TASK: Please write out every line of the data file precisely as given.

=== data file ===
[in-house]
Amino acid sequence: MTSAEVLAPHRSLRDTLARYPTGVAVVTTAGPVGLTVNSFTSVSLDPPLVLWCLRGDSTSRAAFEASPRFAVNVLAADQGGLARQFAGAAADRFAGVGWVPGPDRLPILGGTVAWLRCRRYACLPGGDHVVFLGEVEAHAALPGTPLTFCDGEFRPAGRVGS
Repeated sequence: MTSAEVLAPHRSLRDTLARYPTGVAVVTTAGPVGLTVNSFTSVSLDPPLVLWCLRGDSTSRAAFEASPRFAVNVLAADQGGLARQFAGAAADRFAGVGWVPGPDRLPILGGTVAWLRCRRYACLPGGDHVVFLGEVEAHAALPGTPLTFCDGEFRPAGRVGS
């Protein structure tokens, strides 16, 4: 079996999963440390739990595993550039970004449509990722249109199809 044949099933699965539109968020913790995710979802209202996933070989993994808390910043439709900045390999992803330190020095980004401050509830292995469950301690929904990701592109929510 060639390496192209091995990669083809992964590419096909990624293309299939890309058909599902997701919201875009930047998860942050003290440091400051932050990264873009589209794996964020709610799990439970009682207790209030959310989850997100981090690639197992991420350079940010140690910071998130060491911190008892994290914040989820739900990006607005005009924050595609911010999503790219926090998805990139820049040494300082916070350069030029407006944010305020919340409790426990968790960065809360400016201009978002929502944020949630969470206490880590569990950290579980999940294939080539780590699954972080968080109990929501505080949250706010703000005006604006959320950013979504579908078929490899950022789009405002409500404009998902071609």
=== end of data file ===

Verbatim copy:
[in-house]
Amino acid sequence: MTSAEVLAPHRSLRDTLARYPTGVAVVTTAGPVGLTVNSFTSVSLDPPLVLWCLRGDSTSRAAFEASPRFAVNVLAADQGGLARQFAGAAADRFAGVGWVPGPDRLPILGGTVAWLRCRRYACLPGGDHVVFLGEVEAHAALPGTPLTFCDGEFRPAGRVGS
Repeated sequence: MTSAEVLAPHRSLRDTLARYPTGVAVVTTAGPVGLTVNSFTSVSLDPPLVLWCLRGDSTSRAAFEASPRFAVNVLAADQGGLARQFAGAAADRFAGVGWVPGPDRLPILGGTVAWLRCRRYACLPGGDHVVFLGEVEAHAALPGTPLTFCDGEFRPAGRVGS
């Protein structure tokens, strides 16, 4: 079996999963440390739990595993550039970004449509990722249109199809 044949099933699965539109968020913790995710979802209202996933070989993994808390910043439709900045390999992803330190020095980004401050509830292995469950301690929904990701592109929510 060639390496192209091995990669083809992964590419096909990624293309299939890309058909599902997701919201875009930047998860942050003290440091400051932050990264873009589209794996964020709610799990439970009682207790209030959310989850997100981090690639197992991420350079940010140690910071998130060491911190008892994290914040989820739900990006607005005009924050595609911010999503790219926090998805990139820049040494300082916070350069030029407006944010305020919340409790426990968790960065809360400016201009978002929502944020949630969470206490880590569990950290579980999940294939080539780590699954972080968080109990929501505080949250706010703000005006604006959320950013979504579908078929490899950022789009405002409500404009998902071609």